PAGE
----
Turning the Digital Page

By Kathleen Kennedy Manzo — October 14, 2009 4 min read

When California announced a free digital-textbook initiative earlier this year for high school math and science courses across the state, it fueled predictions of the impending demise of the hardcover schoolbook.

“Schwarzenegger Terminates Textbooks,” shouted one newspaper headline, referring to Gov. Arnold Schwarzenegger’s push for open online resources as a way to address the state’s budget crisis.

The speculation was a bit premature, experts say, given the limited scope of the effort. But such a move in one of the nation’s most influential school publishing markets, along with changes in textbook policies in other key states, could speed up the availability and acceptance of high-quality free and commercial digital resources for K-12 classes.

“As far as replacing textbooks, I don’t think there is a threat of that happening yet, but California is giving the green light to publishers and others to try and build the digital resources schools need,” says Keith Krueger, the chief executive officer of the Consortium for School Networking, or CoSN, based in Washington.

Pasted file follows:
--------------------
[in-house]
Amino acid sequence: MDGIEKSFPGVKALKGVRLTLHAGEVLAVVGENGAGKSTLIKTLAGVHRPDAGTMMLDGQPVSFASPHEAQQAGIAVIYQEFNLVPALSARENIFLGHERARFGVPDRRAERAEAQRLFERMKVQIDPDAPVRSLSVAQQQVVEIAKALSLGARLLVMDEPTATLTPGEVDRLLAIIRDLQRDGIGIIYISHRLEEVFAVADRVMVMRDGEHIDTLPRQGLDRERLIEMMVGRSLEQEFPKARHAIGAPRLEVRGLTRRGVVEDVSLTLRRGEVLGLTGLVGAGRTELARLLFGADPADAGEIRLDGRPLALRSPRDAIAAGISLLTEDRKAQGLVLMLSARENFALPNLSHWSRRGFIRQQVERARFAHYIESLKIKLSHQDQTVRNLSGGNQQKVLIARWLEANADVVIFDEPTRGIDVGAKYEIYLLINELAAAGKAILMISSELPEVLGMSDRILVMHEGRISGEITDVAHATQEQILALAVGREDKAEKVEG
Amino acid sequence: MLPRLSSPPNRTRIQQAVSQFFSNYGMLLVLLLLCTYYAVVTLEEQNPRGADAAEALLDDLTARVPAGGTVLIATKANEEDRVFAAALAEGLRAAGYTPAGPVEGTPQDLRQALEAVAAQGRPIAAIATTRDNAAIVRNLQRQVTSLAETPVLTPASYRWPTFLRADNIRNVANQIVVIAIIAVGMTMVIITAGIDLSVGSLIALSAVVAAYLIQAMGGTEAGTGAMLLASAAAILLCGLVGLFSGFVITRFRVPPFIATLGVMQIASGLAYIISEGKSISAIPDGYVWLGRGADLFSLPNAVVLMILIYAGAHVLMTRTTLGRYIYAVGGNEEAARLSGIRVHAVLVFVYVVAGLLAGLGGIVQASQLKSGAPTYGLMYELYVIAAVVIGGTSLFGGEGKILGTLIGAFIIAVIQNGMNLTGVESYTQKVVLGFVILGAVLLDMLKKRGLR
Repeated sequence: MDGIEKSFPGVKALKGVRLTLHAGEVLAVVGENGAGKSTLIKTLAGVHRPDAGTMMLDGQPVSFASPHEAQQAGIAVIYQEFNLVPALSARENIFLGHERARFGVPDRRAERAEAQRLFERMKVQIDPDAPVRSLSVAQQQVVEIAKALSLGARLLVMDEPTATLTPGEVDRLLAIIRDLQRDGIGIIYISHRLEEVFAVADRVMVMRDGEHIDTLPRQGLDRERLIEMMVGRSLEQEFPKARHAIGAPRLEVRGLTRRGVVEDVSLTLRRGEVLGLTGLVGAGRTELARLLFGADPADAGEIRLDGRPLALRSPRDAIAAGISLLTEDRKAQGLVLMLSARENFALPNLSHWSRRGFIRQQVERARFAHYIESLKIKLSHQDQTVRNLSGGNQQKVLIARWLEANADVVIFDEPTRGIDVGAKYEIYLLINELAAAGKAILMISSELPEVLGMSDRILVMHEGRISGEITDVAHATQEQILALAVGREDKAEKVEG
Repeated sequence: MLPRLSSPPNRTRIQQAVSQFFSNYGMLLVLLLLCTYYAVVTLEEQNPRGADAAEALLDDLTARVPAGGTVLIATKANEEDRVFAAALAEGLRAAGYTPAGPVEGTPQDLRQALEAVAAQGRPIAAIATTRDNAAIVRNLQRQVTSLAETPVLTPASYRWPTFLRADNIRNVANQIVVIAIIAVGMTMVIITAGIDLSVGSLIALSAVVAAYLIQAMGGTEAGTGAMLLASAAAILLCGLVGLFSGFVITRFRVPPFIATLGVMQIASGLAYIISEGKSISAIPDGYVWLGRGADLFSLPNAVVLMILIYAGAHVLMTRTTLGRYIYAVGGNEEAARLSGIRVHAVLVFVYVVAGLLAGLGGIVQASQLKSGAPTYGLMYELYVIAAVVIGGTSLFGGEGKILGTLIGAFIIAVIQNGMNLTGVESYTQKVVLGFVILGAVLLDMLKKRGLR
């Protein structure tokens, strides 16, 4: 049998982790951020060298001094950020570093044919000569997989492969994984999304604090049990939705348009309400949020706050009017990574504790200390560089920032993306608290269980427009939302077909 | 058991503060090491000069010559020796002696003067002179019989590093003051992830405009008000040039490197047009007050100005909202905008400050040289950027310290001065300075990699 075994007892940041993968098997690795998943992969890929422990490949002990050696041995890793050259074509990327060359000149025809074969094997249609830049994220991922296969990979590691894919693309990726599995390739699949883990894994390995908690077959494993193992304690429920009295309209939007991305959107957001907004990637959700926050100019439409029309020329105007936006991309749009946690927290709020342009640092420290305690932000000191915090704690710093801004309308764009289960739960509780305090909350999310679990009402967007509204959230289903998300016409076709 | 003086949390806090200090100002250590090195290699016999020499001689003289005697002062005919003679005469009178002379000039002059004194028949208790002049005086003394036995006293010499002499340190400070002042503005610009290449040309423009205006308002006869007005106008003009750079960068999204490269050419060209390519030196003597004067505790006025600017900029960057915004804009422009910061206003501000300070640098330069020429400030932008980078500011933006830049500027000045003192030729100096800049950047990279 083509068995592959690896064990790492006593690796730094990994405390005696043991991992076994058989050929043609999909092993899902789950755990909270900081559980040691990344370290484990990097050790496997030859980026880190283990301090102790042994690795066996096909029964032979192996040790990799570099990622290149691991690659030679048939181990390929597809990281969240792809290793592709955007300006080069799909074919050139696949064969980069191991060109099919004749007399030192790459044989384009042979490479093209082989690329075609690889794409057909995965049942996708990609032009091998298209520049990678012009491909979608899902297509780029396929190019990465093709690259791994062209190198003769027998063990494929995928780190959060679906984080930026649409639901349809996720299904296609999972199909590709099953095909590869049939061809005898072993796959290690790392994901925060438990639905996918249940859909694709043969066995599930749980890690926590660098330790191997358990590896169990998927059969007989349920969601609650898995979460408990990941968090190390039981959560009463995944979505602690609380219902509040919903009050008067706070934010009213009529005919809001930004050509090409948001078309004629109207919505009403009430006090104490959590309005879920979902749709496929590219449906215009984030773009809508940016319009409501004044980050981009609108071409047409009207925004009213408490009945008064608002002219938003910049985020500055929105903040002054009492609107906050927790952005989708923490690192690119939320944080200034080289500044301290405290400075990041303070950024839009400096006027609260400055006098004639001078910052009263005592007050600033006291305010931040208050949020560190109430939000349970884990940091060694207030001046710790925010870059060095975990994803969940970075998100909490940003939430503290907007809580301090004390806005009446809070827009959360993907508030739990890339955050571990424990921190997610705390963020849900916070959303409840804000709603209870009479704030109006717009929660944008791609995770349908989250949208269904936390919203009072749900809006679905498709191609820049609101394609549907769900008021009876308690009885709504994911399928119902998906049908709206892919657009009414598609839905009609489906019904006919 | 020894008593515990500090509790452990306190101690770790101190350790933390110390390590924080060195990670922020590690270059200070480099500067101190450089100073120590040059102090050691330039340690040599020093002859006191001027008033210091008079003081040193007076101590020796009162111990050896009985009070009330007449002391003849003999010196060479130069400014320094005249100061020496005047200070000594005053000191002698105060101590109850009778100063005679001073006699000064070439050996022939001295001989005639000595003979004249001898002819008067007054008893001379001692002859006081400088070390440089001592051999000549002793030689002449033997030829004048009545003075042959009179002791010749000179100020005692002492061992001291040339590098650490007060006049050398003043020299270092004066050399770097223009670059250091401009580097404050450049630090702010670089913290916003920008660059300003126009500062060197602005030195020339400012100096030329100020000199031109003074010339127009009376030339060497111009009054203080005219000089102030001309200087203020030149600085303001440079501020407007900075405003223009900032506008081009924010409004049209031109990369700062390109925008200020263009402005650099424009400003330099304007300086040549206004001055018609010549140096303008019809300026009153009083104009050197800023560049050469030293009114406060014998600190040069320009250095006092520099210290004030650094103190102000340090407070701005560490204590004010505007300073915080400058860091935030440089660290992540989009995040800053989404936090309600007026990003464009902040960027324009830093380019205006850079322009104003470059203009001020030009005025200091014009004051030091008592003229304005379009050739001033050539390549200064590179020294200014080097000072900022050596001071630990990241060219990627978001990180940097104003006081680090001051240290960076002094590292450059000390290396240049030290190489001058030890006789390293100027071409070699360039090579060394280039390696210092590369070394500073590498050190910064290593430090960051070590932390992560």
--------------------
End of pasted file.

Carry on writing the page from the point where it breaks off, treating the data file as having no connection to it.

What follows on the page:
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California isn’t the first state to seek out more digital options in school curricula. Earlier this year, Texas, which rivals California in textbook spending at as much as a half-billion dollars a year, approved legislation that expands the state’s definition of instructional materials to free online resources that meet academic requirements. Florida and Indiana have approved similar changes in the kinds of texts districts can buy with state money.

‘Try New Things’

“The fact that these states gave out a directive that textbook money can be spent on any content, including digital content, gives districts an opportunity to try new things and deliver instruction in new ways,” Krueger says.

The Web has become a treasure trove of free and commercial educational resources over the past several years, providing ample choices for teachers and curriculum leaders looking for up-to-date content that integrates multimedia and interactive tools.

A number of nonprofit organizations, commercial publishers, and individual educators have built online collections of materials for the classroom, from complete courses to supplemental materials.

But there is some debate about how much, if any, money will be saved in the transition to digital texts. If schools use all free resources, they could potentially save on the cost of textbooks, but theywill need technological devices to access them, staff resources to find and review them, and professional development for teachers to use them effectively. Finding sufficient materials in various subjects, aligned to state standards, and in a usable format, could prove difficult at this point.